Medicated America

By Paul Woodward

Adam Lanza couldn’t have killed twenty children without access to lethal weapons. But the rage that led to a massacre might never have been triggered without access to lethal drugs. As the British psychiatrist Dr. David Healy has said: “psychotropic drugs of pretty well any group can trigger violence up to and including homicide.”

Alongside the emerging debate on gun control in America, another conversation on mental health is also unfolding. Unfortunately, much of the latter conversation is poorly informed and based on false assumptions, namely that the primary weakness in the mental health system is lack of universal access, and that when mental health care is available, it is effective.

There is a popular view that the crucial factor in averting mental health crises that end with catastrophic consequences, is that the patient must stay on his medication. Drugs make dangerous people safe and so long as they keep taking them, the rest of us having nothing to worry about — that’s the idea.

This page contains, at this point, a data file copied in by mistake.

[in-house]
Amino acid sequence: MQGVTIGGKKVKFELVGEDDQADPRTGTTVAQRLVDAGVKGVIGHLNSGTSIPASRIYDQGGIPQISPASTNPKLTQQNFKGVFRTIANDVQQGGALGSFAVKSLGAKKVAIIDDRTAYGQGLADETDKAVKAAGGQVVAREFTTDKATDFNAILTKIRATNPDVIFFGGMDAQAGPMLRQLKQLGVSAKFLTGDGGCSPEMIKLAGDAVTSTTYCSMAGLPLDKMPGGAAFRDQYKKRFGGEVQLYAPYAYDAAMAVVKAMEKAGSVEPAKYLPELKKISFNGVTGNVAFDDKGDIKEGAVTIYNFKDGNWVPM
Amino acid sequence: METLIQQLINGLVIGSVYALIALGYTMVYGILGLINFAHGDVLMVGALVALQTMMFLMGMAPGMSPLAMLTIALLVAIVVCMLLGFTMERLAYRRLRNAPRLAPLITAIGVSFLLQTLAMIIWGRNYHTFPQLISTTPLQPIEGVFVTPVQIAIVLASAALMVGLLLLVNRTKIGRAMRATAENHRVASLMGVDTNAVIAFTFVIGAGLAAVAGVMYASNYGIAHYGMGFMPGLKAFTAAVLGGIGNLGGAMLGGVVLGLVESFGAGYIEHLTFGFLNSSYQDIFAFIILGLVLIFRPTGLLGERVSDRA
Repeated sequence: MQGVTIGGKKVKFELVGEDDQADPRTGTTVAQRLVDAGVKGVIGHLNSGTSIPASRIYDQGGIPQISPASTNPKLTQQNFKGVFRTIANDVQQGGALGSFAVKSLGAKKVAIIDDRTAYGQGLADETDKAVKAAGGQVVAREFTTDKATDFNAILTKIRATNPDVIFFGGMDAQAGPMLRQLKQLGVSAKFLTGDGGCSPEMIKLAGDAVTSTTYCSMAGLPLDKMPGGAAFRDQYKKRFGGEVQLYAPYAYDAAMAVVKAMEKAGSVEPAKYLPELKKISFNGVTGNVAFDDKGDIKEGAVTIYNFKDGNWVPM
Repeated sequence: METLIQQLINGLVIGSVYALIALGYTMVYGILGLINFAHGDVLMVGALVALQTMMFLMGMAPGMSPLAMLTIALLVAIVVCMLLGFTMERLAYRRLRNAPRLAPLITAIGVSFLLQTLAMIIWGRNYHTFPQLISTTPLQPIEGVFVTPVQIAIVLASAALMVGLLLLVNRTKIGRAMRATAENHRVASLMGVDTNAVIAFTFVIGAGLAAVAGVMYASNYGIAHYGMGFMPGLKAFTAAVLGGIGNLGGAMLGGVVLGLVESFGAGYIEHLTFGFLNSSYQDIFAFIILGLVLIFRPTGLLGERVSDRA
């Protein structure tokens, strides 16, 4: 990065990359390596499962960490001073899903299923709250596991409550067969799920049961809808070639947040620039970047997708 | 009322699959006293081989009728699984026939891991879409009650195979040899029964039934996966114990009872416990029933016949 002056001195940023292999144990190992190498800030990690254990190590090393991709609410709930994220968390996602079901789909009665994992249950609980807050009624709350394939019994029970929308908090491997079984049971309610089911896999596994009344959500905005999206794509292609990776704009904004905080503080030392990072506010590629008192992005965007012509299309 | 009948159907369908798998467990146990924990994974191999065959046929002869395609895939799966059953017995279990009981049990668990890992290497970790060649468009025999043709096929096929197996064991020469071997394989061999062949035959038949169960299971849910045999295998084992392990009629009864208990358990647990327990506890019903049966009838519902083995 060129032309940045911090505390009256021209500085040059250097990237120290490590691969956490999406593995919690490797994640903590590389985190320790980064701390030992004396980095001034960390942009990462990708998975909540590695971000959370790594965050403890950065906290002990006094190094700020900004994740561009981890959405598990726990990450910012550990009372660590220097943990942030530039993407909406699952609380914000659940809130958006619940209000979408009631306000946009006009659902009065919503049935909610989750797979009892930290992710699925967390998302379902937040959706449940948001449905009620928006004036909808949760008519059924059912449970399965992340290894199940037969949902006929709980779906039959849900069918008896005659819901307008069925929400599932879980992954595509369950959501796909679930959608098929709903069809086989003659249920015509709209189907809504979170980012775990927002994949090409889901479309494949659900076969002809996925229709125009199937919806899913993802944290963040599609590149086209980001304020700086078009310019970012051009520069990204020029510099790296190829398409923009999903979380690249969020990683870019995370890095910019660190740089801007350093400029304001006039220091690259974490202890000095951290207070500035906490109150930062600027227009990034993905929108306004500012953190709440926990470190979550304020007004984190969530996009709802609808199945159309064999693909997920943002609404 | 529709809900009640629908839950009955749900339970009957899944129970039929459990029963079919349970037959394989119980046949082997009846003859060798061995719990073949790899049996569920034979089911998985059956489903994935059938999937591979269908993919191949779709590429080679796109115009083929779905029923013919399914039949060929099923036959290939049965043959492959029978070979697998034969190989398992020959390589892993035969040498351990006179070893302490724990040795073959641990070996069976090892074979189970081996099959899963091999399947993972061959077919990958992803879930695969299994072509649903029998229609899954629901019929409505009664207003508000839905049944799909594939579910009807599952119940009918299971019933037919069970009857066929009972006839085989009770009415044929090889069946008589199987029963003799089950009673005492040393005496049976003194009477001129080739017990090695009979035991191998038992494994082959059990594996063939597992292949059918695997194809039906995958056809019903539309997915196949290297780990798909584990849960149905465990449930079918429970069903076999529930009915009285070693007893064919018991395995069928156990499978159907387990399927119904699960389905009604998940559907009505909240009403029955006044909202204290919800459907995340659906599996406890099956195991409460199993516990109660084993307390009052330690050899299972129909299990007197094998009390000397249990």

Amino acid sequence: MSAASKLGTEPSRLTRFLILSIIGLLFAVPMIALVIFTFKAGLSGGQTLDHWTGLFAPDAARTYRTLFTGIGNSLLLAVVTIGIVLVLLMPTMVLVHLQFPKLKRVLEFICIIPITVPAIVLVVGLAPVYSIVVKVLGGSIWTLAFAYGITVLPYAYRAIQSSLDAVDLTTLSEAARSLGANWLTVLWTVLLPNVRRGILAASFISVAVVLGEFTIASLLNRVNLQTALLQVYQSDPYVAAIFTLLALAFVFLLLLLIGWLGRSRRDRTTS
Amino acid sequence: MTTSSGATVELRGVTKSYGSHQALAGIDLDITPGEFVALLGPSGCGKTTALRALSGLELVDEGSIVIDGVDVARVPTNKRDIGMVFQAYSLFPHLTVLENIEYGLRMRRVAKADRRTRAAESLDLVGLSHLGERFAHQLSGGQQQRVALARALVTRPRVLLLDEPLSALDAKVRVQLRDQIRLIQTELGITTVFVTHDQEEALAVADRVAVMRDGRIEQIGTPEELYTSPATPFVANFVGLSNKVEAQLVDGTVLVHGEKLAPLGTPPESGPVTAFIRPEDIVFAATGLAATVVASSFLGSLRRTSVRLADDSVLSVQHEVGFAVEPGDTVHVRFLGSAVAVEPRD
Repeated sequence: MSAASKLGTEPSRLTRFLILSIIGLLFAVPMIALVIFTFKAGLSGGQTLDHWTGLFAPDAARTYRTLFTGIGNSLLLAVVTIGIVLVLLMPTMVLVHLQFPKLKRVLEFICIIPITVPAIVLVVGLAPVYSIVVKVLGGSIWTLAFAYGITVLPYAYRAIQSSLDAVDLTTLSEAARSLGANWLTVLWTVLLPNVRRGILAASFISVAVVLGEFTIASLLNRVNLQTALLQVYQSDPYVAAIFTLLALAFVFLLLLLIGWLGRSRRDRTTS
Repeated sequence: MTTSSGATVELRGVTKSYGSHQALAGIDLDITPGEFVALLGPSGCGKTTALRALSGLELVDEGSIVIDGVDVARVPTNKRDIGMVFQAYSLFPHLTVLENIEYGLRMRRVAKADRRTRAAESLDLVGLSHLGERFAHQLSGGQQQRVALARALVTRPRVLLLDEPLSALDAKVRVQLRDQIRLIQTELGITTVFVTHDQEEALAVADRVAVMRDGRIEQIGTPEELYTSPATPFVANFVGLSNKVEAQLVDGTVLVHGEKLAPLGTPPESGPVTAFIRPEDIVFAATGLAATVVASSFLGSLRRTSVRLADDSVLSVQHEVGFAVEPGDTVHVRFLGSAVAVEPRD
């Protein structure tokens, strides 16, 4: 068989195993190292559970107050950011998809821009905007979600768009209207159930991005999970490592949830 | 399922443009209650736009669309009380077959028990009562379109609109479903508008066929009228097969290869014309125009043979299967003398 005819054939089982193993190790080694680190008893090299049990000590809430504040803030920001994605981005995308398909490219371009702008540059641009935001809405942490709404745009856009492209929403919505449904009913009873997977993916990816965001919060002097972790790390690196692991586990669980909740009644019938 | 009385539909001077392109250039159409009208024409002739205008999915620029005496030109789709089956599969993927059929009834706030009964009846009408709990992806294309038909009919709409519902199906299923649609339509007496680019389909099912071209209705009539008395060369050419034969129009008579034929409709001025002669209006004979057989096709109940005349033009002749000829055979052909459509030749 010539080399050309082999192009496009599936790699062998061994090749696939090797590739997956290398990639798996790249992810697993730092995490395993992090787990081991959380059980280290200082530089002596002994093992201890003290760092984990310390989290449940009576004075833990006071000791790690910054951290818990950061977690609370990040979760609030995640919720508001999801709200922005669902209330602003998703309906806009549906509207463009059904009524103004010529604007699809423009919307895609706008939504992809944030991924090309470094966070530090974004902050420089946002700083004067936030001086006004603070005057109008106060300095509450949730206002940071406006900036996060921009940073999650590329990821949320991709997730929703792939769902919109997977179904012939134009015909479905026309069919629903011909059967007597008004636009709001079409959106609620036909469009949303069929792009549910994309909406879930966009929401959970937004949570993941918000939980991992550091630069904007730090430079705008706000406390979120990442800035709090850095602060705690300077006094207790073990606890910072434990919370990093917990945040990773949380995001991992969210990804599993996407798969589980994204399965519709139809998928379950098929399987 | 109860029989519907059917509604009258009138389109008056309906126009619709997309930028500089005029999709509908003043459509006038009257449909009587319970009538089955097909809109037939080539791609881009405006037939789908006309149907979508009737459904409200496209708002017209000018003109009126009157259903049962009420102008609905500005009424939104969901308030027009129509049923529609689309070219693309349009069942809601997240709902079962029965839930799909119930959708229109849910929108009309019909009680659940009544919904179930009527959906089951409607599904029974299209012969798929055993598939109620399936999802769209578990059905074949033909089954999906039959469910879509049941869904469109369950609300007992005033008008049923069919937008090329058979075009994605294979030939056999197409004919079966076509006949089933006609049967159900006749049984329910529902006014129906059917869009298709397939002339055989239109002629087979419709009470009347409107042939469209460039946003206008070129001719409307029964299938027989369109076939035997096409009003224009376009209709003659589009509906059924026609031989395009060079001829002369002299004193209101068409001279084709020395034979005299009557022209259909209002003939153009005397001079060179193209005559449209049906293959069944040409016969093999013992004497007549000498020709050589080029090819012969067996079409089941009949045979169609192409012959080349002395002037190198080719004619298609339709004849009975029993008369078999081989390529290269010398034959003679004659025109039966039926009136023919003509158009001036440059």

Since 1997, when the FDA opened the floodgates, Americans have been exposed to a massive amount of direct-to-consumer advertising from the pharmaceutical industry — a form of advertising that is illegal throughout the world except for in only one other country, New Zealand. One of the principal results has been to make psychotropic drugs into the most profitable sector of the drug market. As a trade magazine trumpets, “Psychiatric drugs: a booming business.